HAL was to roll out the Final Operational Clearance version of the indigenously-built aircraft by 2011, but project has been hit by delays.
New Delhi: The Modi government and the opposition Congress are busy sparring over the value of contracts given to Hindustan Aeronautics Limited (HAL) but the state-run aerospace continues to struggle with one of its biggest and most prestigious projects in hand – rolling out the more complex version of the indigenously built fighter aircraft Tejas.
HAL was to roll out the Final Operational Clearance (FOC) version of the light combat aircraft in 2011. It has a contract with the Indian Air Force (IAF) to produce 20 aircraft of the FOC version.
The process, however, has been delayed due to various reasons, from hardware and software modifications to limited hours of flight testing. Another main reason is that the developmental phase by the Aeronautical Development Agency (ADA) is still not complete.
Speaking to ThePrint, sources indicated that the rollout may take more time even though the Ministry of Defence (MoD) has stepped in to hasten the process.
Sources said that a high-level meeting was held in the ministry on 29 December, following which HAL has got the clearance to manufacture the FOC standard aircraft. The testing and certification for the final FOC clearance will continue on the side, the sources said.
They, however, termed it a “stopgap” arrangement to ensure that HAL’s production lines don’t remain idle since the firm is expected to complete the production of the more basic form of the Tejas aircraft — the Initial Operational Clearance (IOC) version — by March this year.
The HAL has to deliver 20 aircraft of the IOC variant, the last of which is expected to roll out in March.
The main difference between the two is that while the FOC Tejas variant will have a gun of its own besides mid-air refuelling capability and a number of software upgrades, the IOC version is an armed version with laser missiles and bombs, and does not have a gun, sources said.
Once the FOC is done, the 20 IOC variants will also be re-configured with the gun and mid-air refuelling capability.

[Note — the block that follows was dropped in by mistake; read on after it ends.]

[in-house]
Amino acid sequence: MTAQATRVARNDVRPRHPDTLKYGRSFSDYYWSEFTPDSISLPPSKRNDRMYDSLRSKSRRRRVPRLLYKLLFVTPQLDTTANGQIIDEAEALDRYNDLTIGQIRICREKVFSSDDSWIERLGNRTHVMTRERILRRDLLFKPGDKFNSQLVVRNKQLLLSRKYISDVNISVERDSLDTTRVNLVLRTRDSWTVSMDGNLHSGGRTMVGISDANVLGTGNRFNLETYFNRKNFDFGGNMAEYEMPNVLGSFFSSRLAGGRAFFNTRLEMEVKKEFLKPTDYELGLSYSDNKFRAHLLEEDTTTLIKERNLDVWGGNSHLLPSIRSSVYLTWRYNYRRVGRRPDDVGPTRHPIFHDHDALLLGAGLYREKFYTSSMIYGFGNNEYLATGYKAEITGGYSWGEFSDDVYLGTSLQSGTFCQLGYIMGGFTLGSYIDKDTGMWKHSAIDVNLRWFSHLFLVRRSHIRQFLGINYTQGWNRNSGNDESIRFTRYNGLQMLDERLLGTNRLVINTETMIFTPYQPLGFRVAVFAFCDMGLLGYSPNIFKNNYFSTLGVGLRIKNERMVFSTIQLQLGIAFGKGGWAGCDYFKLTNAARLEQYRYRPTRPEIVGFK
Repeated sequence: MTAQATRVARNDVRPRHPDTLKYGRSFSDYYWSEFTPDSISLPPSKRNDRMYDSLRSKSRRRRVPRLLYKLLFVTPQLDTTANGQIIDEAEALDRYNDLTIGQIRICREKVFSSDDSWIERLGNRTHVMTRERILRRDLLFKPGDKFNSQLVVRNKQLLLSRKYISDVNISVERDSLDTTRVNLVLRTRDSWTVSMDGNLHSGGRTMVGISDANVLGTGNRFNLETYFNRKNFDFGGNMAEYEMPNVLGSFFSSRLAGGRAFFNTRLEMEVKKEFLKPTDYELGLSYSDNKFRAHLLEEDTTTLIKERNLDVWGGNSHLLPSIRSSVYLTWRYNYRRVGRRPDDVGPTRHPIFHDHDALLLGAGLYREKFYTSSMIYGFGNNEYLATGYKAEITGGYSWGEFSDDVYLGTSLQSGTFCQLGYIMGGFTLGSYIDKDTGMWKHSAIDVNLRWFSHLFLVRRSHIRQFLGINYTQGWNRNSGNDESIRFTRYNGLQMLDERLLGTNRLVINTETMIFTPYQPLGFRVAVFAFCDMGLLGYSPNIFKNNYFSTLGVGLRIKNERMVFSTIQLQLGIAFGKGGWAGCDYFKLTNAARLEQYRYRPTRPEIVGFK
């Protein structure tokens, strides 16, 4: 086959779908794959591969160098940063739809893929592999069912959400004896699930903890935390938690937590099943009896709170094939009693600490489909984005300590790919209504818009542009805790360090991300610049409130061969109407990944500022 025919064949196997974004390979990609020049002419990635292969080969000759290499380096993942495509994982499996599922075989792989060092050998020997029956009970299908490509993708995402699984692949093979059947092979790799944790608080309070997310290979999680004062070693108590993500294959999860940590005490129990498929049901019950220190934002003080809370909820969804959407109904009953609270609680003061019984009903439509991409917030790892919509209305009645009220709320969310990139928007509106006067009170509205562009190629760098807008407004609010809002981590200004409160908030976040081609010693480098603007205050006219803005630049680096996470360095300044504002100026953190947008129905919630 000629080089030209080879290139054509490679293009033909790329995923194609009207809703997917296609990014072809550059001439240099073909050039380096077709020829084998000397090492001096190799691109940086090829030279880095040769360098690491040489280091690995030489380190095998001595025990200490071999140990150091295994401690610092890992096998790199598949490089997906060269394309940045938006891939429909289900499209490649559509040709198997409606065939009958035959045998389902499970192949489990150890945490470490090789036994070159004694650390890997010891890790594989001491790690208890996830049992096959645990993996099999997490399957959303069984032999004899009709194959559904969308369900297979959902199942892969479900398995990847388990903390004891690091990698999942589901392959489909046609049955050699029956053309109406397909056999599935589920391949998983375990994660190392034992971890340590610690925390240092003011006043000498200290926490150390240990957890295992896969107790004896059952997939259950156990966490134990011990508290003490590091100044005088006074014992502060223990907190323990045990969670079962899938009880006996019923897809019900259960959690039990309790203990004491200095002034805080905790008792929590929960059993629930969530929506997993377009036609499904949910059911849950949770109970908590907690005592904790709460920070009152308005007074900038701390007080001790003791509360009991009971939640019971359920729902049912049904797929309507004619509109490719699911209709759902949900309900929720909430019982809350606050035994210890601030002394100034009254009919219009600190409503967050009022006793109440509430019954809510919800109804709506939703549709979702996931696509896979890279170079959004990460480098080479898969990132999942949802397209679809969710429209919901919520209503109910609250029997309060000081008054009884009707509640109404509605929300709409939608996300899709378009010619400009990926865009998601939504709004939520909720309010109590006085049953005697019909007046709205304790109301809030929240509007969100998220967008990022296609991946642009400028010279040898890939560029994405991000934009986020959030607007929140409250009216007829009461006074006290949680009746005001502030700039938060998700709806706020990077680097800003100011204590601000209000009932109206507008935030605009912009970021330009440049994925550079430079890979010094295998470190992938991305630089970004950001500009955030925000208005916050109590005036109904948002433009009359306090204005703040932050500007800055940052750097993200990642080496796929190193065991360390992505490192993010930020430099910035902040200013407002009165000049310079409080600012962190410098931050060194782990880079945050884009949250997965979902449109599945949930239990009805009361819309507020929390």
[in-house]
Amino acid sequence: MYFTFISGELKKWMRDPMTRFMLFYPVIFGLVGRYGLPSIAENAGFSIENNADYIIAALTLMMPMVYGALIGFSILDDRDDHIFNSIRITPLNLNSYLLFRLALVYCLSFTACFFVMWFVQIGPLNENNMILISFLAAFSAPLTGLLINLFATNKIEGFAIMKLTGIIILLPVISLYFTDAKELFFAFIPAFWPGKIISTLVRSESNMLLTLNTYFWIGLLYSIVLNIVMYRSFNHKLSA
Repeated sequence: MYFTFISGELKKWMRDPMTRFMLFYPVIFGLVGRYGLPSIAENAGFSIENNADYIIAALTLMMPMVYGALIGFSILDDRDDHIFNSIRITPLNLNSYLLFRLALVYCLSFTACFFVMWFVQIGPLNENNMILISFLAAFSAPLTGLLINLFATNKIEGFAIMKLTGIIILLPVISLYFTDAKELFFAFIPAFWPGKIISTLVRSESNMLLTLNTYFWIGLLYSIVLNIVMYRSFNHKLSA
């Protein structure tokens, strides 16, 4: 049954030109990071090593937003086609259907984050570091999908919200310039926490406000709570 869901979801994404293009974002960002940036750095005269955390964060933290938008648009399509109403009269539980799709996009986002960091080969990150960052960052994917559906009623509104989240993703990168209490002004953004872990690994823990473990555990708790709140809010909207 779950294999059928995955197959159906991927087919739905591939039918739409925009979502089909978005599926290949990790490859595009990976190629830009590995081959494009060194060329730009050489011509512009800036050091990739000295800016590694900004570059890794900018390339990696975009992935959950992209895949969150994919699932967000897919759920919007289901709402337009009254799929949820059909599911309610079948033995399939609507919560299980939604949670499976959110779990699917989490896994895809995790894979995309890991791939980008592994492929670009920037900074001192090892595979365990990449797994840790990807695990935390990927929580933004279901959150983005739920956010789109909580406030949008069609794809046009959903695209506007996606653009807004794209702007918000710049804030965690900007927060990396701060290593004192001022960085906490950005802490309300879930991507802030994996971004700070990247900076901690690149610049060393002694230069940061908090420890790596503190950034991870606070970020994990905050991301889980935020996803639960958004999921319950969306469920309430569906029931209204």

It is feared that there is so much work needed that some of the aircraft may never get these two capabilities. Asked if the Tejas in the current IOC form can fight a war, top sources said it can, but only a truncated one.
Order for 83 Tejas Mark 1A
The Indian Air Force (IAF) has also decided to buy 83 Tejas Mark 1A aircraft from HAL but a contract is yet to be signed.
The Tejas Mark 1A aircraft will be a class apart from the rest of the 40 ordered so far in terms of capability, weapons and avionics.
“The Tejas Mark 1A will see the removal of about 53 maintenance concessions given to the 40 aircraft ordered so far,” a source said. “The Mark 1A will also come with Israeli Active Electronically Scanned Array (AESA) radar, besides Electronic Warfare (EW) suite.”
The EW suite allows an aircraft to defend itself from enemy fire but none of the 40 aircraft ordered so far will have this facility, meaning that they can be sitting ducks in case of a war.
When is the order likely to be made?
Sources ruled out the possibility of any firm order during the tenure of the current government even though they have pushed the Tejas programme.
Sources said that HAL has worked out a price of Rs 466 crore for a basic version of the Tejas Mark 1A aircraft and the MoD feels it can be cheaper.
For instance, the Rafale basic aircraft that India is buying is priced at Rs 670 crore.
However, even though the price of the Tejas Mark 1A is high in comparison to a Rafale, the government is said to be keen on the programme because of the experience and ability it can bring to the country.